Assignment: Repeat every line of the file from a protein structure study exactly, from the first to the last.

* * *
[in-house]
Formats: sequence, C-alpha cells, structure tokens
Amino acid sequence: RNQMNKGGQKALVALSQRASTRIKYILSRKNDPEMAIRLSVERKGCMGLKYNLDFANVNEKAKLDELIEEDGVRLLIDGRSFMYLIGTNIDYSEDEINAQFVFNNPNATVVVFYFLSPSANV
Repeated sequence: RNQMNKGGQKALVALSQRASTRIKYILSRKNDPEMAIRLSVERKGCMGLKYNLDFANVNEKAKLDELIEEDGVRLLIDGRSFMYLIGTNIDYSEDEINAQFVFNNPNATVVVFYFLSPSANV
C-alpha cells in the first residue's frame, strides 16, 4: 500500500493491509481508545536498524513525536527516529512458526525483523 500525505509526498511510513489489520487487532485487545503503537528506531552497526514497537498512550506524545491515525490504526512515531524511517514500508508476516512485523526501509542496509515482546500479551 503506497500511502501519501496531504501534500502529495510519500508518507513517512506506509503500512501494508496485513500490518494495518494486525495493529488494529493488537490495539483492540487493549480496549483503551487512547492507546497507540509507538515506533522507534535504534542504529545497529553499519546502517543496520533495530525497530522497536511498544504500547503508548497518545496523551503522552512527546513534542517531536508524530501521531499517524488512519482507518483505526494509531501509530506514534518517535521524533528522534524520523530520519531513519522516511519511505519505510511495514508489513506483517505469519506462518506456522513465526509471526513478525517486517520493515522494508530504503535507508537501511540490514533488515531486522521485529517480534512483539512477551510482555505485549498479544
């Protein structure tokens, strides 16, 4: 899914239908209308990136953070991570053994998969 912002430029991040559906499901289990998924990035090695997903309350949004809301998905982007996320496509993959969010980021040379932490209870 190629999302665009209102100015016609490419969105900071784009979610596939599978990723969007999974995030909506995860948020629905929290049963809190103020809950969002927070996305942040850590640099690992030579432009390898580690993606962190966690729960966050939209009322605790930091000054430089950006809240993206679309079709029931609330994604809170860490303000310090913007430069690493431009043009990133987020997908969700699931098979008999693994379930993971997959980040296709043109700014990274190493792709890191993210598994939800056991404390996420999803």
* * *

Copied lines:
[in-house]
Formats: sequence, C-alpha cells, structure tokens
Amino acid sequence: RNQMNKGGQKALVALSQRASTRIKYILSRKNDPEMAIRLSVERKGCMGLKYNLDFANVNEKAKLDELIEEDGVRLLIDGRSFMYLIGTNIDYSEDEINAQFVFNNPNATVVVFYFLSPSANV
Repeated sequence: RNQMNKGGQKALVALSQRASTRIKYILSRKNDPEMAIRLSVERKGCMGLKYNLDFANVNEKAKLDELIEEDGVRLLIDGRSFMYLIGTNIDYSEDEINAQFVFNNPNATVVVFYFLSPSANV
C-alpha cells in the first residue's frame, strides 16, 4: 500500500493491509481508545536498524513525536527516529512458526525483523 500525505509526498511510513489489520487487532485487545503503537528506531552497526514497537498512550506524545491515525490504526512515531524511517514500508508476516512485523526501509542496509515482546500479551 503506497500511502501519501496531504501534500502529495510519500508518507513517512506506509503500512501494508496485513500490518494495518494486525495493529488494529493488537490495539483492540487493549480496549483503551487512547492507546497507540509507538515506533522507534535504534542504529545497529553499519546502517543496520533495530525497530522497536511498544504500547503508548497518545496523551503522552512527546513534542517531536508524530501521531499517524488512519482507518483505526494509531501509530506514534518517535521524533528522534524520523530520519531513519522516511519511505519505510511495514508489513506483517505469519506462518506456522513465526509471526513478525517486517520493515522494508530504503535507508537501511540490514533488515531486522521485529517480534512483539512477551510482555505485549498479544
């Protein structure tokens, strides 16, 4: 899914239908209308990136953070991570053994998969 912002430029991040559906499901289990998924990035090695997903309350949004809301998905982007996320496509993959969010980021040379932490209870 190629999302665009209102100015016609490419969105900071784009979610596939599978990723969007999974995030909506995860948020629905929290049963809190103020809950969002927070996305942040850590640099690992030579432009390898580690993606962190966690729960966050939209009322605790930091000054430089950006809240993206679309079709029931609330994604809170860490303000310090913007430069690493431009043009990133987020997908969700699931098979008999693994379930993971997959980040296709043109700014990274190493792709890191993210598994939800056991404390996420999803």